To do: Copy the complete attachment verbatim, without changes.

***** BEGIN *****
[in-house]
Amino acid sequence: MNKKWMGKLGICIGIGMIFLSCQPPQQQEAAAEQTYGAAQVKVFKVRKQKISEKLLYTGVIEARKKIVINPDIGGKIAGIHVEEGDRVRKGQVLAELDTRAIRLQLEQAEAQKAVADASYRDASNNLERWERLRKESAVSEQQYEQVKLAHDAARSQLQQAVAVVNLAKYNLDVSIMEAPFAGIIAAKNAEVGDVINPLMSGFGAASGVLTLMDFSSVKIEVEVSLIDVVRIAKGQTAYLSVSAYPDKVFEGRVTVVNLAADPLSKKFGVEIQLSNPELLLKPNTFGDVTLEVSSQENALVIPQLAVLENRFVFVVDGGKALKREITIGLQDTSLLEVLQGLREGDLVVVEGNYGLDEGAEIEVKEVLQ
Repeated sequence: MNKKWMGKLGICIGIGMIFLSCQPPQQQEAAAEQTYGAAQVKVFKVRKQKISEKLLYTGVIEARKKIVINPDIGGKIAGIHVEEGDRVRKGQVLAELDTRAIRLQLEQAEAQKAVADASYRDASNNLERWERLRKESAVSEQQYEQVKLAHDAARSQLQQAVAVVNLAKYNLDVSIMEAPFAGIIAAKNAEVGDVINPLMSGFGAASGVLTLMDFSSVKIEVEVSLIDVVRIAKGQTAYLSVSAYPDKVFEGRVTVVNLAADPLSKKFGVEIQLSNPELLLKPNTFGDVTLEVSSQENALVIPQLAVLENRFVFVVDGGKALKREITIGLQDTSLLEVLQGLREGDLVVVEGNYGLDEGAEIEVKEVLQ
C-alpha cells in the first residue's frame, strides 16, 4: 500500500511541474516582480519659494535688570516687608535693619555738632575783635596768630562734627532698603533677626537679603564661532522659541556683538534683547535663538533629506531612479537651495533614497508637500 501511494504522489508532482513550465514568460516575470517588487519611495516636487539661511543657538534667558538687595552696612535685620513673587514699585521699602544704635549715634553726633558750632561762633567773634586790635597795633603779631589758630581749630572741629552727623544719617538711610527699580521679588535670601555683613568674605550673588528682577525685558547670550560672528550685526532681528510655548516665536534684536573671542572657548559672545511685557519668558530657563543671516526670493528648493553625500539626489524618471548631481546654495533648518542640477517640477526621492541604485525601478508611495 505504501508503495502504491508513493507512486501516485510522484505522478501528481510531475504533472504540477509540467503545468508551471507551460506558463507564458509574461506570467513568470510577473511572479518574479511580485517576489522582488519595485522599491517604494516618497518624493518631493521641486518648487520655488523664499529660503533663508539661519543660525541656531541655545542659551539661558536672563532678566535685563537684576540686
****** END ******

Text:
[in-house]
Amino acid sequence: MNKKWMGKLGICIGIGMIFLSCQPPQQQEAAAEQTYGAAQVKVFKVRKQKISEKLLYTGVIEARKKIVINPDIGGKIAGIHVEEGDRVRKGQVLAELDTRAIRLQLEQAEAQKAVADASYRDASNNLERWERLRKESAVSEQQYEQVKLAHDAARSQLQQAVAVVNLAKYNLDVSIMEAPFAGIIAAKNAEVGDVINPLMSGFGAASGVLTLMDFSSVKIEVEVSLIDVVRIAKGQTAYLSVSAYPDKVFEGRVTVVNLAADPLSKKFGVEIQLSNPELLLKPNTFGDVTLEVSSQENALVIPQLAVLENRFVFVVDGGKALKREITIGLQDTSLLEVLQGLREGDLVVVEGNYGLDEGAEIEVKEVLQ
Repeated sequence: MNKKWMGKLGICIGIGMIFLSCQPPQQQEAAAEQTYGAAQVKVFKVRKQKISEKLLYTGVIEARKKIVINPDIGGKIAGIHVEEGDRVRKGQVLAELDTRAIRLQLEQAEAQKAVADASYRDASNNLERWERLRKESAVSEQQYEQVKLAHDAARSQLQQAVAVVNLAKYNLDVSIMEAPFAGIIAAKNAEVGDVINPLMSGFGAASGVLTLMDFSSVKIEVEVSLIDVVRIAKGQTAYLSVSAYPDKVFEGRVTVVNLAADPLSKKFGVEIQLSNPELLLKPNTFGDVTLEVSSQENALVIPQLAVLENRFVFVVDGGKALKREITIGLQDTSLLEVLQGLREGDLVVVEGNYGLDEGAEIEVKEVLQ
C-alpha cells in the first residue's frame, strides 16, 4: 500500500511541474516582480519659494535688570516687608535693619555738632575783635596768630562734627532698603533677626537679603564661532522659541556683538534683547535663538533629506531612479537651495533614497508637500 501511494504522489508532482513550465514568460516575470517588487519611495516636487539661511543657538534667558538687595552696612535685620513673587514699585521699602544704635549715634553726633558750632561762633567773634586790635597795633603779631589758630581749630572741629552727623544719617538711610527699580521679588535670601555683613568674605550673588528682577525685558547670550560672528550685526532681528510655548516665536534684536573671542572657548559672545511685557519668558530657563543671516526670493528648493553625500539626489524618471548631481546654495533648518542640477517640477526621492541604485525601478508611495 505504501508503495502504491508513493507512486501516485510522484505522478501528481510531475504533472504540477509540467503545468508551471507551460506558463507564458509574461506570467513568470510577473511572479518574479511580485517576489522582488519595485522599491517604494516618497518624493518631493521641486518648487520655488523664499529660503533663508539661519543660525541656531541655545542659551539661558536672563532678566535685563537684576540686